The Syrian Crisis as a Trade Conflict
The American view on the Syrian crisis is largely one of confusion and uncertainty. Generally, we Americans have a difficult time rationalizing what America’s purpose in the conflict should be. Still, we generally believe that Russia’s involvement is an attempt by Putin to create a puppet state out of an Assad-run country to use as an additional ally on the negotiating table against NATO and so on. What Americans fail to recognize, however, is just how important a stable Syria is for the Russian economy, and that having Assad in power, regardless of just how far under Putin’s control the man is, is possibly the sole end goal of Russia.
Tartous Port, Syria
Ever since the days of the Roman Empire, the region of Syria has been an incredibly wealthy strip of land, with Damascus serving as an important node along the Silk Road. Sitting at the crossroads between the East and West, and being the first point where the vital trade route touches the Mediterranean Sea, Syria has the potential to be a critical economic powerhouse just as the days of old. Of course, Syria today is one of the poorest regions in the Middle East due in no small part to colonization followed by dictatorships followed by today’s civil war. Furthermore, the importance of the Silk Road has largely been diminished by improvements in maritime technology allowing the majority of the world’s trade taking place across the Atlantic and Pacific oceans.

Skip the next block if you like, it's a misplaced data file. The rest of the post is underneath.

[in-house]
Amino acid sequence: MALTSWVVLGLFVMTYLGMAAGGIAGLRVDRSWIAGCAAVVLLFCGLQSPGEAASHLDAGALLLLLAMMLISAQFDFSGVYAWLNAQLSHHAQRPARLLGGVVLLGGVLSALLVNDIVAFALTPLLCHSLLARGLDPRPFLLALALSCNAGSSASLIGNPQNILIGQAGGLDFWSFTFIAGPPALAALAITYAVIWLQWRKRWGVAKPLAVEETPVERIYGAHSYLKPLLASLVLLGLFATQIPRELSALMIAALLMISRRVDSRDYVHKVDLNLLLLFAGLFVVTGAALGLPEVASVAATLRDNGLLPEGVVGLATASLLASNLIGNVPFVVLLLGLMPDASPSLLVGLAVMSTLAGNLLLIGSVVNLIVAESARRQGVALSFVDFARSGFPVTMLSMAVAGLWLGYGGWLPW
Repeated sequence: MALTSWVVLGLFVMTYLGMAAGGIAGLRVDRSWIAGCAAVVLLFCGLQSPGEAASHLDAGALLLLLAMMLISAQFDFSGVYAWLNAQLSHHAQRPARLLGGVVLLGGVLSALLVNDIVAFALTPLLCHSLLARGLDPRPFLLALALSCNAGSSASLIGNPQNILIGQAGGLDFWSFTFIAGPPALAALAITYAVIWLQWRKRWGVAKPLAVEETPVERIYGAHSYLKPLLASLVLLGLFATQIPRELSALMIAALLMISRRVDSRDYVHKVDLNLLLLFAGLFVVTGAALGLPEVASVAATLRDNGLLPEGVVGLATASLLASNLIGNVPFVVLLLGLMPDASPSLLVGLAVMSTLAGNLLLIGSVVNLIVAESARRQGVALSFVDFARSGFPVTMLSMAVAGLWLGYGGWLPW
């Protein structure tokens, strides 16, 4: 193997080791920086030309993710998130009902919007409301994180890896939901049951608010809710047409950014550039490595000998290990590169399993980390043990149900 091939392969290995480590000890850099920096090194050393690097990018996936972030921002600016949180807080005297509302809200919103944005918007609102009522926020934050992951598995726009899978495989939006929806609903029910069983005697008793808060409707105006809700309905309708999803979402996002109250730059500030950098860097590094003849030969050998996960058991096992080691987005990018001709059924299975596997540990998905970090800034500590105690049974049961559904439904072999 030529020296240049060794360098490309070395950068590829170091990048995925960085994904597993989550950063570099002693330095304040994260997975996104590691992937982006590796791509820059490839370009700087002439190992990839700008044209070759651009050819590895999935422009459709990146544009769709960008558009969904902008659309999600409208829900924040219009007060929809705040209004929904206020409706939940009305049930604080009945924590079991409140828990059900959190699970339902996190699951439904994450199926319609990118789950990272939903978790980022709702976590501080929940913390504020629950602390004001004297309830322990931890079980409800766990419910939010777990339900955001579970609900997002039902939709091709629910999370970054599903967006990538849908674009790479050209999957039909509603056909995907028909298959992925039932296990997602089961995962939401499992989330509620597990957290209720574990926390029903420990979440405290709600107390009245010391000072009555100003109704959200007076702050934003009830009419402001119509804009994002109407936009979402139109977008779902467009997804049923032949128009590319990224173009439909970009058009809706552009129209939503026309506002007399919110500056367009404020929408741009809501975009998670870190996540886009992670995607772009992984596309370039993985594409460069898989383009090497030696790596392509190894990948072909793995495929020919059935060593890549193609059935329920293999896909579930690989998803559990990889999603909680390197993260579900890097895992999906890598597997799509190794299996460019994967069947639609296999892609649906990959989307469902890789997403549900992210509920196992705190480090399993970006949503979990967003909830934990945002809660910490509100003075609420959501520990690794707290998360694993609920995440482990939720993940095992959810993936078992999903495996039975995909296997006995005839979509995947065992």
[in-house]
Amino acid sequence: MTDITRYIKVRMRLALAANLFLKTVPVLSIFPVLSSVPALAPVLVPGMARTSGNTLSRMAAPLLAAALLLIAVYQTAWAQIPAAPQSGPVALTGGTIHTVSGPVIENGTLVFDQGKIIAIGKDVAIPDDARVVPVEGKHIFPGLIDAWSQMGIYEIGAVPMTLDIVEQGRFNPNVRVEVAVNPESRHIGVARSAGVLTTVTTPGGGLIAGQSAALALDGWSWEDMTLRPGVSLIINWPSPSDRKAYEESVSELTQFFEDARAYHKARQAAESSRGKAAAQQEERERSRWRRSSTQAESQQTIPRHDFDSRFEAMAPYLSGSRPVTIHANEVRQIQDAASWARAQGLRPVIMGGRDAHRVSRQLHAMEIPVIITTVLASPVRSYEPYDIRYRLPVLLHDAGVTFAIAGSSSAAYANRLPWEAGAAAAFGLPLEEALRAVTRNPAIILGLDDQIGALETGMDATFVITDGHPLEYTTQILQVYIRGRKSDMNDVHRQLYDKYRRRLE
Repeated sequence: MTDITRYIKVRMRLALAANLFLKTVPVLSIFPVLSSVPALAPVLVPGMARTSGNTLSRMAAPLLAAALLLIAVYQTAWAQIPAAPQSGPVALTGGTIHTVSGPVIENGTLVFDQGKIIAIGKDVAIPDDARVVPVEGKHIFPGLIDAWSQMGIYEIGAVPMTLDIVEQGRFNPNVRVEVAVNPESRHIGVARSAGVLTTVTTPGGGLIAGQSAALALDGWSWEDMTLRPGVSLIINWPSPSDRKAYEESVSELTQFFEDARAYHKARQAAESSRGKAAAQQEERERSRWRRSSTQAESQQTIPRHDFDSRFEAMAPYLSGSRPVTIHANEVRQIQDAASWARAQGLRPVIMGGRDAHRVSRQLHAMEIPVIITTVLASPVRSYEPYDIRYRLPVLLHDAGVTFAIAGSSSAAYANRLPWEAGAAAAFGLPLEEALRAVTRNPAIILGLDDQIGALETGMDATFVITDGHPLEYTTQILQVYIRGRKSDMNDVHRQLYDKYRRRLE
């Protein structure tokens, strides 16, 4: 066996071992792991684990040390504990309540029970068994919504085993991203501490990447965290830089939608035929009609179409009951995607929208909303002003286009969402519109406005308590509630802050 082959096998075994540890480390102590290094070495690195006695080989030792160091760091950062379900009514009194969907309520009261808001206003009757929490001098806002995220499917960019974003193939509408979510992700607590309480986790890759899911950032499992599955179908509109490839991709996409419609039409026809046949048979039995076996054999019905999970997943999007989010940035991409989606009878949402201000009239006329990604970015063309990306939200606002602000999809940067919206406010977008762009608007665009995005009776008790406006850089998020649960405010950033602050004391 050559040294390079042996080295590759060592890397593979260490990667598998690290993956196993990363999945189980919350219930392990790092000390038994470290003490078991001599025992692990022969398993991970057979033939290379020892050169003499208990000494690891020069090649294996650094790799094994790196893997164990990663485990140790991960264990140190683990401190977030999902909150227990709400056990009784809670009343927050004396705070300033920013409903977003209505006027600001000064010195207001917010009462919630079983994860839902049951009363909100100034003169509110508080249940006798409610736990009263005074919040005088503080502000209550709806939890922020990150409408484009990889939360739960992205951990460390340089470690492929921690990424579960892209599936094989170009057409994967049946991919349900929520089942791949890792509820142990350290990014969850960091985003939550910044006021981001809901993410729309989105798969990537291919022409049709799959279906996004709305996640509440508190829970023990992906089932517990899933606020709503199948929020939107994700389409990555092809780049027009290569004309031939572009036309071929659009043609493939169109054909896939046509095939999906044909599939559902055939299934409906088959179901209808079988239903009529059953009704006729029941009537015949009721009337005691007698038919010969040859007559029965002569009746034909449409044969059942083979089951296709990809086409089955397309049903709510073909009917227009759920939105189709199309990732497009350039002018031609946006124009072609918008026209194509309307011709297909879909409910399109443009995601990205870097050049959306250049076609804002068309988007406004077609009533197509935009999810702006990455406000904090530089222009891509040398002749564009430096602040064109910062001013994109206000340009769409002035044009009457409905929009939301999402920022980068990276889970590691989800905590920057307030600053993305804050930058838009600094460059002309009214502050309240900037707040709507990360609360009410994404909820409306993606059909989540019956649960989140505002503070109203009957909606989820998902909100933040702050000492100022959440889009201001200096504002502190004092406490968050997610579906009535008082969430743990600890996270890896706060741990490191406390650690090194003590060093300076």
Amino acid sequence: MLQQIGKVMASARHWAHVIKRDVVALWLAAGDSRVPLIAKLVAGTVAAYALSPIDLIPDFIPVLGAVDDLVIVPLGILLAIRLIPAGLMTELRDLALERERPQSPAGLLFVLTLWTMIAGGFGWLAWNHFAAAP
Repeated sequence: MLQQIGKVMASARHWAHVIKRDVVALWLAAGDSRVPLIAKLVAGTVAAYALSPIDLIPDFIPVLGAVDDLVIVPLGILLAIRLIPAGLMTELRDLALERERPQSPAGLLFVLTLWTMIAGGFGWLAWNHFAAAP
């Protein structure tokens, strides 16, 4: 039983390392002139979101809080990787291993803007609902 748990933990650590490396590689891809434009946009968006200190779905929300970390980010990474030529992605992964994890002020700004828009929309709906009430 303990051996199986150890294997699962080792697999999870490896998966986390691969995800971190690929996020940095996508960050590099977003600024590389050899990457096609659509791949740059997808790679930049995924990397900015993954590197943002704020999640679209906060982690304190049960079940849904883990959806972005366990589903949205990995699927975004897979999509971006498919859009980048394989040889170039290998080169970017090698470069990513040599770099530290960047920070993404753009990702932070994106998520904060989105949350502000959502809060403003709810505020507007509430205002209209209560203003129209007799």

To the Russians, however, Syria may still prove to be an important region for trade. While Russia technically is not landlocked, it has very few usable ports, and essentially none that would allow it to take part in the lucrative oceanic trade of the modern era. Eastern Siberia is poor and unpopulated, and thus all trade there is fairly unimportant. To the West Russia has St. Petersburg and the black sea. However, the former is at the mercy of the Nordic countries, and therefore the EU, allowing passage through the Baltic, and is geographically distant from the ocean itself. To the south, Russia has few ports outside of Crimea, and holding on to this region may prove difficult for Russia as the sanctions brought upon it by the Western nations are wreaking havoc upon the nation’s economy. Even if Russia were to keep the territory, the waterway would be effectively useless if Turkey, a country which has less-than-amiable relations with Russia, simply decides to restrict access through the Bosporus. In both cases, Russia is at the mercy of nations with which it has had poor relations, and should the situation erupt, any waterway access would be cut off putting Russia in a dire situation.
In order to exist without fear of total economic isolation, Russia needs a port facing west that could not be easily restricted at a strait and has enough infrastructure to transport goods. An Atlantic route with these suppositions is not achievable, as this would mean invading stable EU nations, something that would obviously end poorly for Russia. Therefore, Russia must settle for Mediterranean access. Marching down south, annexing state after state until a port leading directly to Mediterranean is captured is obviously no longer an option in this day and age without risking swift military reprisals, and slowly annexing pieces of land in the caucuses would take far too long and the sanctions brought about each time would do far too much harm to the economy and stability of the nation than the territory could justify.